Date of Award


Degree Name

Pharmaceutical Sciences


School of Pharmacy

Type of Degree


Document Type


First Advisor

Dr. Timothy E Long, Committee Chairperson

Second Advisor

Dr. Hasan Koc

Third Advisor

Dr. Michael Hambuchen


Disulfiram, known as Antabuse®, is an oral drug for the treatment of alcohol dependence. Previous studies have indicated that disulfiram (DSF) exhibits antibacterial effects, particularly against Gram-positive bacteria, such as methicillin-resistant Staphylococcus aureus (MRSA). Our study delves into the antibacterial mechanism of DSF in MRSA through High-Pressure Liquid Chromatography (HPLC) metabolomics, investigating the underlying mechanism of DSF effects on thiamine and amino acid metabolism. Thiamine pyrophosphate (TPP) plays a crucial role as a cofactor for critical enzymes such as transketolase, pyruvate dehydrogenase, and 2-oxoglutarate dehydrogenase. These enzymes are integral to the carbohydrate metabolism process within bacterial cells. TPP also contributes to coenzyme A (CoA) biosynthesis, identified as a prospective drug target for DSF in MRSA. Recent research highlighted DSF's role in lowering intracellular CoA levels in MRSA, and the Kyoto Encyclopedia of Genes and Genomes (KEGG) pathways helped to uncover enriched genes related to the biosynthesis of TPP. Our transcriptome data further illuminated different amino acid metabolism shifts within DSF-treated MRSA. In-depth HPLC investigations utilized various methods to gauge TPP and amino acid levels in DSF-treated MRSA. These HPLC results effectively validated our hypothesis, confirming DSF's influence on increasing cellular levels of TPP and amino acids like glutamate, glutamine, arginine, glycine, β-alanine, and lysine. Notably, our study also revealed diminished cellular levels of aspartate, valine, phenylalanine, and threonine. Our comprehensive study offers further insight on why DSF treatment alters TPP and select amino acid levels. These findings add to our understanding of DSF's antibacterial mechanism in MRSA.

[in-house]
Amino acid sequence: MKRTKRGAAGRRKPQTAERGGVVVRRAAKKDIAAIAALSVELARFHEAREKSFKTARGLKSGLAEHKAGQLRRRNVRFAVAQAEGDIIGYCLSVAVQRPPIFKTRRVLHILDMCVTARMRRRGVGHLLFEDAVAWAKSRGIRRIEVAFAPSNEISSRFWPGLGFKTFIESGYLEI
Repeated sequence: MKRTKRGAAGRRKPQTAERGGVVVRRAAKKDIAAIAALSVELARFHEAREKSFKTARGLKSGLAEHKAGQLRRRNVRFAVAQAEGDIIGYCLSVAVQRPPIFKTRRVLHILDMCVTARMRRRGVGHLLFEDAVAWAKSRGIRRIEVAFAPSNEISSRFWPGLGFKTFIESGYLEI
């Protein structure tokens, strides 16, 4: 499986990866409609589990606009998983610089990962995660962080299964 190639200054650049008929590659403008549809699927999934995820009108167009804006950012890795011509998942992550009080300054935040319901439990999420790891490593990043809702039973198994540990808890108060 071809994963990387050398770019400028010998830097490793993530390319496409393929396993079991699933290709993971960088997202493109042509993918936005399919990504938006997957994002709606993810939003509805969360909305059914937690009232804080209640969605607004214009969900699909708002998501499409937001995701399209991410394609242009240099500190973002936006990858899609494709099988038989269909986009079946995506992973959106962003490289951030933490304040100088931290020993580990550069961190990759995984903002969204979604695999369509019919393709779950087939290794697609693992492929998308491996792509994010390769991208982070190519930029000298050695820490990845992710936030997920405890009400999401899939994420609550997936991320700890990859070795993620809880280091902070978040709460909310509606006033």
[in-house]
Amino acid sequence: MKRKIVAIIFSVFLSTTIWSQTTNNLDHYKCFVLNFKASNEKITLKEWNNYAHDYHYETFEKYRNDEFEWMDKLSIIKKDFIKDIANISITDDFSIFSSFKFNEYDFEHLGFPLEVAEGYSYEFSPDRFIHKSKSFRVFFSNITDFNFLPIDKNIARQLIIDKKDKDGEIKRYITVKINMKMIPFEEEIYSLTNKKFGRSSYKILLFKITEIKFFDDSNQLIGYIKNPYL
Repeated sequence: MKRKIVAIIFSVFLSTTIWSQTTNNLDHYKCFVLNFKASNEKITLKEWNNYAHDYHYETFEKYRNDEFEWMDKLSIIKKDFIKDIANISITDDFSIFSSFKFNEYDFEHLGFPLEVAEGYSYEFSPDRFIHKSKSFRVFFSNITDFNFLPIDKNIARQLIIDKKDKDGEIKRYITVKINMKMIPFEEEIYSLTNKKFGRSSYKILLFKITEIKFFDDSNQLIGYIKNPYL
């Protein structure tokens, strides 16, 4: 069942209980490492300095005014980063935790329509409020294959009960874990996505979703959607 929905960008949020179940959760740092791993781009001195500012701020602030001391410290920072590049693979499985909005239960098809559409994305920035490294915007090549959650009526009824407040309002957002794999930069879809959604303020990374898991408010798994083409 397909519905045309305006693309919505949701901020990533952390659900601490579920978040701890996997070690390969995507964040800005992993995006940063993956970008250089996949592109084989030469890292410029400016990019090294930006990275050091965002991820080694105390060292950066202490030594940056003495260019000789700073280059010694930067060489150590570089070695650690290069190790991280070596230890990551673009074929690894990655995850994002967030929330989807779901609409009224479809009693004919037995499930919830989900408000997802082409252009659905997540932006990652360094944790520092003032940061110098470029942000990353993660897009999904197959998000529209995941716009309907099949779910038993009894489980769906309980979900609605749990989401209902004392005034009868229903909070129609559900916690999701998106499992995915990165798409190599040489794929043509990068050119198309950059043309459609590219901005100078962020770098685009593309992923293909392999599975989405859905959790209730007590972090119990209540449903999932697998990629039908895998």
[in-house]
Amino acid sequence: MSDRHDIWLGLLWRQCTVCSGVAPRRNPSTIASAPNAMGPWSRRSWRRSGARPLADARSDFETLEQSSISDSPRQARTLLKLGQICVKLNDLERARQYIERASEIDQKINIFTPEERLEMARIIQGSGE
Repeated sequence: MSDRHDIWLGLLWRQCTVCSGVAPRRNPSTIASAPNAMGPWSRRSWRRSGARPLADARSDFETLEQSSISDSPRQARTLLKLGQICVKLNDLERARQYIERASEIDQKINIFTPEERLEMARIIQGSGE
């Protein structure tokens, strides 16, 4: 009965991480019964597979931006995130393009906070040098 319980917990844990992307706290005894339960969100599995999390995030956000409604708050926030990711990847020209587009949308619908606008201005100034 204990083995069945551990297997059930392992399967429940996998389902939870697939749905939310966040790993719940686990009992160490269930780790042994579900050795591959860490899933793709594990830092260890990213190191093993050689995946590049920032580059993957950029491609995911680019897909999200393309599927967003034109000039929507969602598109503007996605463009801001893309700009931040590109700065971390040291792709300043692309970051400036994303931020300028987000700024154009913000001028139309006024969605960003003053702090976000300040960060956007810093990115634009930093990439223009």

Staphylococcus aureus infections.

Methicillin resistance.

Antibacterial agents.

High performance liquid chromatography.

Thiamin pyrophosphate.




Amino acids -- Metabolism.